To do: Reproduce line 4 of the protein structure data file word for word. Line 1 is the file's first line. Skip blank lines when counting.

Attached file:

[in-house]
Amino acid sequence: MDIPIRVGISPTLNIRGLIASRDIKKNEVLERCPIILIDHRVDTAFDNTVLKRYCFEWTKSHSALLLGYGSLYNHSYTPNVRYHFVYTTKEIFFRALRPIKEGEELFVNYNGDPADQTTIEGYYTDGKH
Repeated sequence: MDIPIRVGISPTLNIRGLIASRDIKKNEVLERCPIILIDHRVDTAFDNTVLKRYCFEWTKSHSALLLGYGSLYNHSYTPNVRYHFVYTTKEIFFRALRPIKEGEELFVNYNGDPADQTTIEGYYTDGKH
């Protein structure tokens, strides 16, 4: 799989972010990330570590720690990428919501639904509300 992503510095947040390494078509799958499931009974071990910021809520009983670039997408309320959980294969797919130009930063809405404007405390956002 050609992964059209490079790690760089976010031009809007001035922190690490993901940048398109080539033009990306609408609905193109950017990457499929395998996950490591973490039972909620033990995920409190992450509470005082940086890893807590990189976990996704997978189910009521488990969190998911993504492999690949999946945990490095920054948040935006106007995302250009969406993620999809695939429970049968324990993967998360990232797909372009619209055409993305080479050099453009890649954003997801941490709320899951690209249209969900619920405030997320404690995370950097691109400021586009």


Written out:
């Protein structure tokens, strides 16, 4: 799989972010990330570590720690990428919501639904509300 992503510095947040390494078509799958499931009974071990910021809520009983670039997408309320959980294969797919130009930063809405404007405390956002 050609992964059209490079790690760089976010031009809007001035922190690490993901940048398109080539033009990306609408609905193109950017990457499929395998996950490591973490039972909620033990995920409190992450509470005082940086890893807590990189976990996704997978189910009521488990969190998911993504492999690949999946945990490095920054948040935006106007995302250009969406993620999809695939429970049968324990993967998360990232797909372009619209055409993305080479050099453009890649954003997801941490709320899951690209249209969900619920405030997320404690995370950097691109400021586009």